On the other hand, and this might be even more compelling reason, Morris Valley Estate Winery is positioning itself as a producer of premium wines, and therefore the actual and perceived quality of their wines are critical factors in attracting and retaining rather demanding and discriminating customer base. By compromising the perceived quality of their product the winery may have difficulty in maintaining their position in the premium niche. And if the customers perceive the drop in quality due to subpar quality corks, the Morris Valley Winery may even alienate some of their present customers. Even if the lower percentage of rejects in higher quality corks would not offset the price difference, the winery might consider assuming the higher cost of the corks and try transfer some, if not all, of the cost to the customers. Given the characteristics of their current customer demographics, they might be less sensitive to the slight price increase, than to perceived quality decrease. However, if the price elasticity of demand is larger than we predict, we recommend to continue using higher quality corks and for the winery to assume the increased cost.
One of the solutions to the low quality cork suggested by Cathy Tharlson was to consider alternate materials, which are cheaper, more reliable, and better performing, to replace the cork. We would recommend to investigate this option with extreme caution and only proceed in this direction if it will not adversely affect the quality perception issues cited before.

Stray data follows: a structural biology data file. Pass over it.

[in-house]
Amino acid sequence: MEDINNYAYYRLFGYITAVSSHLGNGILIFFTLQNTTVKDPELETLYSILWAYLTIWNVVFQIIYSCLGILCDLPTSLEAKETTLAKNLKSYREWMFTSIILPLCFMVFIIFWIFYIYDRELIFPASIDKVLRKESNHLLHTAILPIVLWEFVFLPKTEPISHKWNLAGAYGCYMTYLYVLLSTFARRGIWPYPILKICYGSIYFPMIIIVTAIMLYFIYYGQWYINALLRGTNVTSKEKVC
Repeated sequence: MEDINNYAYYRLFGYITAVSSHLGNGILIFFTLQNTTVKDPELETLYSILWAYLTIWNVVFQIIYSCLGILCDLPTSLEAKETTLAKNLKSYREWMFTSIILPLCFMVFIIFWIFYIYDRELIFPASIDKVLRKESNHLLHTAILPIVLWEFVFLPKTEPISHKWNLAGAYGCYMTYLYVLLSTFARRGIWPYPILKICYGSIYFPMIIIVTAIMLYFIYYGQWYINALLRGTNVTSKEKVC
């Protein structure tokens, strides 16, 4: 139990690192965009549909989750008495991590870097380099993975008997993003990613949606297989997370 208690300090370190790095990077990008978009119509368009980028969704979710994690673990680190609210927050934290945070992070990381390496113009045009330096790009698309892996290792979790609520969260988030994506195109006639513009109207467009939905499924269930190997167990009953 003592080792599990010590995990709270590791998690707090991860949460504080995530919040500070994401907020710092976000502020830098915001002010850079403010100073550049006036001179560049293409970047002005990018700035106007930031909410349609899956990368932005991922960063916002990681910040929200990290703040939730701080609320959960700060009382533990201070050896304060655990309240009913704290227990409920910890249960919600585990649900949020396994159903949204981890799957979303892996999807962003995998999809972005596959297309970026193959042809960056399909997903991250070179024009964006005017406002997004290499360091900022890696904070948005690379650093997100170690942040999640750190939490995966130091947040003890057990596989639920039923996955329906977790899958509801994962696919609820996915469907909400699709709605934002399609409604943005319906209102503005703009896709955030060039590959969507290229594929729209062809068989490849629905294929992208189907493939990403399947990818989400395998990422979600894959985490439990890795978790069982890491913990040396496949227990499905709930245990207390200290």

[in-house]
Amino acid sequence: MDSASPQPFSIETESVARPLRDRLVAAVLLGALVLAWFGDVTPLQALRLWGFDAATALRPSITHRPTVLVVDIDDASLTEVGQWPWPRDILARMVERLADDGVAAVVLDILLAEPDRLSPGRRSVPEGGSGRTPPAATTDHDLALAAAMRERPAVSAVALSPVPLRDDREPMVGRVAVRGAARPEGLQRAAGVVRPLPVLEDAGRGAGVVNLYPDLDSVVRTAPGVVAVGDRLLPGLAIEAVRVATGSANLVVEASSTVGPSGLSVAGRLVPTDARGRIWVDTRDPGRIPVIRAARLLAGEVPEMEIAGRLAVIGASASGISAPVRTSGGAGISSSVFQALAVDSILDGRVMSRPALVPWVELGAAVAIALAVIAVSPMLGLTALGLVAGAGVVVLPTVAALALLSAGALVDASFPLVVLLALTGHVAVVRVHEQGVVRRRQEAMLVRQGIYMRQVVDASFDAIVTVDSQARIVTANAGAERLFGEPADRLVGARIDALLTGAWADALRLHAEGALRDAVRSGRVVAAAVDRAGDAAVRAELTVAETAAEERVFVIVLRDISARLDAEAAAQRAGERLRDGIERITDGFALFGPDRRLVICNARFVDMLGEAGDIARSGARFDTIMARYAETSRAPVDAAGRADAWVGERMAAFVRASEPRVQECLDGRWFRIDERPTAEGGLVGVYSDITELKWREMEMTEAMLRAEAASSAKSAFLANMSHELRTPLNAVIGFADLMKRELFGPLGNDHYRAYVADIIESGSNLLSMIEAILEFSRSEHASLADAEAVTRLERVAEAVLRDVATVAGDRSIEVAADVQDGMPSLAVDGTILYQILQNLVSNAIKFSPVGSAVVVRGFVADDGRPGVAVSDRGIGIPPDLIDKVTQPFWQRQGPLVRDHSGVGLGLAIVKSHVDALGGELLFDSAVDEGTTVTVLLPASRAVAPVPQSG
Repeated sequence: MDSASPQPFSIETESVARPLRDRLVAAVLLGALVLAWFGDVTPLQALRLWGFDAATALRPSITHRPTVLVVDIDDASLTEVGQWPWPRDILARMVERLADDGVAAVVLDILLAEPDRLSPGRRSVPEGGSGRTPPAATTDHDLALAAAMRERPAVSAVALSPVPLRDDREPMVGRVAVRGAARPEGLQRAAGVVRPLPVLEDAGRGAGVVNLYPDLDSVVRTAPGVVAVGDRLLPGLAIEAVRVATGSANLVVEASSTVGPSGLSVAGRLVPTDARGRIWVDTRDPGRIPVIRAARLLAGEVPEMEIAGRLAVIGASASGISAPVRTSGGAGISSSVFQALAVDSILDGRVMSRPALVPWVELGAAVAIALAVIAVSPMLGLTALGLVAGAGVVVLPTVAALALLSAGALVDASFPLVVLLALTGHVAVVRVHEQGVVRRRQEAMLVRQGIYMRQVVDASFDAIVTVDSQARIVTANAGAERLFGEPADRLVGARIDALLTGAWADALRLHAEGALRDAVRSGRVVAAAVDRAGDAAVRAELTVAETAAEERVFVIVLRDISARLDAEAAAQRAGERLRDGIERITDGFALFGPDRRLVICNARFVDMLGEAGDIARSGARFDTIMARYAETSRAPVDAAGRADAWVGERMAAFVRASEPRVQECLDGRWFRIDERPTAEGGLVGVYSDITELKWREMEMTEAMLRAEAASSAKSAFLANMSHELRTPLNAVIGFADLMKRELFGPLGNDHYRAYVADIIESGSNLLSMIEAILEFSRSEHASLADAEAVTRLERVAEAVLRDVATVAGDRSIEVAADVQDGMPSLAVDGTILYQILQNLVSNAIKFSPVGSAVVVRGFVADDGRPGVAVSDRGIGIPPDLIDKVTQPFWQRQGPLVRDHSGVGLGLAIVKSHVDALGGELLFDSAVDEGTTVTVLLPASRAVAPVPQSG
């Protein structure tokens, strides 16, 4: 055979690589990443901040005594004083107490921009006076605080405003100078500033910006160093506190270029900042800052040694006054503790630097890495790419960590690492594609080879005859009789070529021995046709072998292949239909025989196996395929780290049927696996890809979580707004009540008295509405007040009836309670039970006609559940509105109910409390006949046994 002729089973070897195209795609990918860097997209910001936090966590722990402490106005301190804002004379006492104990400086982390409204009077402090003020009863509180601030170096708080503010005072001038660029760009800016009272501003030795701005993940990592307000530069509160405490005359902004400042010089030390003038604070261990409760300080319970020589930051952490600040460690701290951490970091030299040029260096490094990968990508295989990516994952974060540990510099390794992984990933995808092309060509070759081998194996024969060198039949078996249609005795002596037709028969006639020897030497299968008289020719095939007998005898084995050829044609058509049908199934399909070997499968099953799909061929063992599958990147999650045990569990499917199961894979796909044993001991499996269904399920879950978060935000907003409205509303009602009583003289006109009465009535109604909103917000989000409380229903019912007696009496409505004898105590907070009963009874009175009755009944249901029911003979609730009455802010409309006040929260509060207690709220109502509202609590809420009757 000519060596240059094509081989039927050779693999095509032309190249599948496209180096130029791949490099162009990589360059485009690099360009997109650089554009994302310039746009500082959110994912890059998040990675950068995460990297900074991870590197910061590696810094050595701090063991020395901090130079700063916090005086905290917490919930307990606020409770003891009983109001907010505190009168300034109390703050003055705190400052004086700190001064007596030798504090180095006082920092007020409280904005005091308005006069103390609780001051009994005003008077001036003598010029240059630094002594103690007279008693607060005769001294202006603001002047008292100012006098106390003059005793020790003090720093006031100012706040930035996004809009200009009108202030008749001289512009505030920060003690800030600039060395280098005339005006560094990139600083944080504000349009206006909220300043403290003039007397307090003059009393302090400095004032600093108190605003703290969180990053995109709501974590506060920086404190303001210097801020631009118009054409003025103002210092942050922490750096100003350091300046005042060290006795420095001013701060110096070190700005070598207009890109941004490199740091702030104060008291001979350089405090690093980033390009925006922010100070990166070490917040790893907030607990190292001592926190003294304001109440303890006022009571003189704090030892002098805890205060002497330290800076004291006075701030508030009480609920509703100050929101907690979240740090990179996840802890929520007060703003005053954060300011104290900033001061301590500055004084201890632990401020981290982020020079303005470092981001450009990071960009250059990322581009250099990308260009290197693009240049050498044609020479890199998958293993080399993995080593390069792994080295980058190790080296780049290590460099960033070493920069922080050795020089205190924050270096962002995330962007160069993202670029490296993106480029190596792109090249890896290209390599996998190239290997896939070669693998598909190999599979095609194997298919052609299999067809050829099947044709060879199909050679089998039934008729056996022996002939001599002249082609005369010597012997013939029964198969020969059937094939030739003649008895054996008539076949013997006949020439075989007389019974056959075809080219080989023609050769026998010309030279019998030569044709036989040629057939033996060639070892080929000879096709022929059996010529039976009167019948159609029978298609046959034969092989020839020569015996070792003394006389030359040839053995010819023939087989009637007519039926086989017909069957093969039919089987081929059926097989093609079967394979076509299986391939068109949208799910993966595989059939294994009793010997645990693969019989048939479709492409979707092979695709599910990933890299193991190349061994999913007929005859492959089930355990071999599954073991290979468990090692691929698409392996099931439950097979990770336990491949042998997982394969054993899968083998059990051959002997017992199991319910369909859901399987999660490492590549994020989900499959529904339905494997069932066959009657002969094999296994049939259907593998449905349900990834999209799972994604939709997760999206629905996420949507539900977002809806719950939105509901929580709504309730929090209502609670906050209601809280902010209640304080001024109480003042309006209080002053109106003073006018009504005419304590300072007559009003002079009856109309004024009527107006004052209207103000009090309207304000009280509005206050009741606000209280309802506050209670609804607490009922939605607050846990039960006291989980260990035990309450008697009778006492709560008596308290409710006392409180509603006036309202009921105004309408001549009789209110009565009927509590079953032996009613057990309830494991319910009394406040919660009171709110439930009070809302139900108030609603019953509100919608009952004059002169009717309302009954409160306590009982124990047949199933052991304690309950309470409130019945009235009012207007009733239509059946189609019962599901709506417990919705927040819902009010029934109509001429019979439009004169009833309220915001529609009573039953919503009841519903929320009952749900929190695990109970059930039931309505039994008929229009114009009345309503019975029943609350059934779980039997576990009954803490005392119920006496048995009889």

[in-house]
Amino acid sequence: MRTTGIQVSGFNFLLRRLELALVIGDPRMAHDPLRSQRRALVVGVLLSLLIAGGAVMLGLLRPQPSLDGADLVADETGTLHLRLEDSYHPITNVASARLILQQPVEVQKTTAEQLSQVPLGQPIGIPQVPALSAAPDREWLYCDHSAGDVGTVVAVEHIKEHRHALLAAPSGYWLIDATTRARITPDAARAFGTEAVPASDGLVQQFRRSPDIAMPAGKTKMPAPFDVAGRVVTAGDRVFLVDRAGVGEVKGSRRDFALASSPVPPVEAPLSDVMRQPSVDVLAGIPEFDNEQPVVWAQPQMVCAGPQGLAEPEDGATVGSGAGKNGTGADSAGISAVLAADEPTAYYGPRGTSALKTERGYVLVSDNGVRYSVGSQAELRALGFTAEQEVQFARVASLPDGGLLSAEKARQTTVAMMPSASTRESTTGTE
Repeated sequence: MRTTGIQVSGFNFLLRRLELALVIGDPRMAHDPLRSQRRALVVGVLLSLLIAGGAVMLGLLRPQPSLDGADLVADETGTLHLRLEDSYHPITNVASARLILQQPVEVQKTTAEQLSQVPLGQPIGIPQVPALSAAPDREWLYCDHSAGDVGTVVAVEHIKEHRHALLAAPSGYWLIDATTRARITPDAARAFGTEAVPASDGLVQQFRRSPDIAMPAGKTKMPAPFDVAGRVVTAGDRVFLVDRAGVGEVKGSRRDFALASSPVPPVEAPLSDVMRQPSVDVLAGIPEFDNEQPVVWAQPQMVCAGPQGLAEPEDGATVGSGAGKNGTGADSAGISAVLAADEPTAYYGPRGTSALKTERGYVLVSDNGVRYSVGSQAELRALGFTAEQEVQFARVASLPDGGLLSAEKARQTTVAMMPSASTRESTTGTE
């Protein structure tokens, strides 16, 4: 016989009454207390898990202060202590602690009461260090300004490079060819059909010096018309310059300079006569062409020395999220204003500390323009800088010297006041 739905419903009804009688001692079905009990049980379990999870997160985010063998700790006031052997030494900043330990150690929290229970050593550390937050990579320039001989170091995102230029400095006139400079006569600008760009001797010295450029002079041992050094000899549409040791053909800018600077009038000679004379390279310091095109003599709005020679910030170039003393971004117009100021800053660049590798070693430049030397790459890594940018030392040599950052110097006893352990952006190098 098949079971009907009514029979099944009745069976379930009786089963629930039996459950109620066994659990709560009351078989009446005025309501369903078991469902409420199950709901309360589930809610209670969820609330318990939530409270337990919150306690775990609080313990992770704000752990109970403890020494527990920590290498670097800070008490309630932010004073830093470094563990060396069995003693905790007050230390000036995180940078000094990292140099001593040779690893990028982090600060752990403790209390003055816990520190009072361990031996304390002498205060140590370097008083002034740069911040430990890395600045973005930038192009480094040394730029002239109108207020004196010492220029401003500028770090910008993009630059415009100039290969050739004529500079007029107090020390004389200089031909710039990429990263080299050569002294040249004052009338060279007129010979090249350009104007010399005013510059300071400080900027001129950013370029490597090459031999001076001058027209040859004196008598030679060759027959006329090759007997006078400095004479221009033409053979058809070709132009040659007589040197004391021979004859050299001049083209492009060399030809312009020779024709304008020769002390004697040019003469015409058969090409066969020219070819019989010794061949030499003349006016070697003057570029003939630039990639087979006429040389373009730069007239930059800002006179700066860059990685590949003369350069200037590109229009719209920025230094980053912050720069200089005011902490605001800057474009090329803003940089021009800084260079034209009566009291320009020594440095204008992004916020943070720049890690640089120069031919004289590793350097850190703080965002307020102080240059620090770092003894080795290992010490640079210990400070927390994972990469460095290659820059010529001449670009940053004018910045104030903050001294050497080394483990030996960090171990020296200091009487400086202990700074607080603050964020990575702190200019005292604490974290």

Cork Quality Assurance
In the light of our recommendation to switch to higher grade cork some of the burden of the quality control efforts could be significantly reduced. We do not recommend to eliminate the quality assurance process altogether though. However, there are some recommendations to increase the efficiency of the process.
Currently, Cathy is inspecting 50 or 60 corks from each bail of 10,000. This approach is known as single sampling plan for attributes. According to the rules of statistical methods for quality control, the sampling size for attribute measurements (reject or accept the lot) must be large enough to allow counting of the attribute. In our case, with the target of no more than 15%, and preferably about 10%, the sample size should be large enough to expect to count the C corks twice in each sample. This means that a sample size of 15 to 20 corks will render the same statistically reliable result as a current sample of 50 to 60 pieces. The decreased number of samples per bail would allow either spend less time overall on quality inspections or have 3-4 times more bails inspected during one visit to the warehouse. This will increase efficiency of the quality control process. Eventually, with the switch to higher grade corks, the total number of inspections required could be reduced which will increase the total productivity of the winemaker and allow her to concentrate on other more essential aspects of the wine quality process.